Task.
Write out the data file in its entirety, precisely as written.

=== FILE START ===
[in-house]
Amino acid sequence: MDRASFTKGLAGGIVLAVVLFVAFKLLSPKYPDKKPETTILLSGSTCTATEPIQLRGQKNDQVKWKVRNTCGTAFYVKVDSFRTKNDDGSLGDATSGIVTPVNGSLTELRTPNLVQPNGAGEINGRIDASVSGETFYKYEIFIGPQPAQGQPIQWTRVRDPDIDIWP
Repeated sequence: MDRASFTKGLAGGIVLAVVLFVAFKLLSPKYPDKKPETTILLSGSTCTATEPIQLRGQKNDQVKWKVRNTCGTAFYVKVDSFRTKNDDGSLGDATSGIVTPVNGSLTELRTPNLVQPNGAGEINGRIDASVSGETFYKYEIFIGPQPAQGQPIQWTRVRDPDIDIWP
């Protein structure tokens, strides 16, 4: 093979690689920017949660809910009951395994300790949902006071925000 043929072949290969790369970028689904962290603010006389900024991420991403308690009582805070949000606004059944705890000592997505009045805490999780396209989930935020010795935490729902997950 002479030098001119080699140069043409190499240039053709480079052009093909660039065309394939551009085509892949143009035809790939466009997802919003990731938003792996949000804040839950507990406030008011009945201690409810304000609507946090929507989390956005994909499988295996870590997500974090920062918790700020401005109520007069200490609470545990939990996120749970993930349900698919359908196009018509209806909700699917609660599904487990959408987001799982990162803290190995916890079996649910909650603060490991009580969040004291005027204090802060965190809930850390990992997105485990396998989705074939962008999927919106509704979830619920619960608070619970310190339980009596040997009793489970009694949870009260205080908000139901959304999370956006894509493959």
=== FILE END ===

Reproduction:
[in-house]
Amino acid sequence: MDRASFTKGLAGGIVLAVVLFVAFKLLSPKYPDKKPETTILLSGSTCTATEPIQLRGQKNDQVKWKVRNTCGTAFYVKVDSFRTKNDDGSLGDATSGIVTPVNGSLTELRTPNLVQPNGAGEINGRIDASVSGETFYKYEIFIGPQPAQGQPIQWTRVRDPDIDIWP
Repeated sequence: MDRASFTKGLAGGIVLAVVLFVAFKLLSPKYPDKKPETTILLSGSTCTATEPIQLRGQKNDQVKWKVRNTCGTAFYVKVDSFRTKNDDGSLGDATSGIVTPVNGSLTELRTPNLVQPNGAGEINGRIDASVSGETFYKYEIFIGPQPAQGQPIQWTRVRDPDIDIWP
């Protein structure tokens, strides 16, 4: 093979690689920017949660809910009951395994300790949902006071925000 043929072949290969790369970028689904962290603010006389900024991420991403308690009582805070949000606004059944705890000592997505009045805490999780396209989930935020010795935490729902997950 002479030098001119080699140069043409190499240039053709480079052009093909660039065309394939551009085509892949143009035809790939466009997802919003990731938003792996949000804040839950507990406030008011009945201690409810304000609507946090929507989390956005994909499988295996870590997500974090920062918790700020401005109520007069200490609470545990939990996120749970993930349900698919359908196009018509209806909700699917609660599904487990959408987001799982990162803290190995916890079996649910909650603060490991009580969040004291005027204090802060965190809930850390990992997105485990396998989705074939962008999927919106509704979830619920619960608070619970310190339980009596040997009793489970009694949870009260205080908000139901959304999370956006894509493959």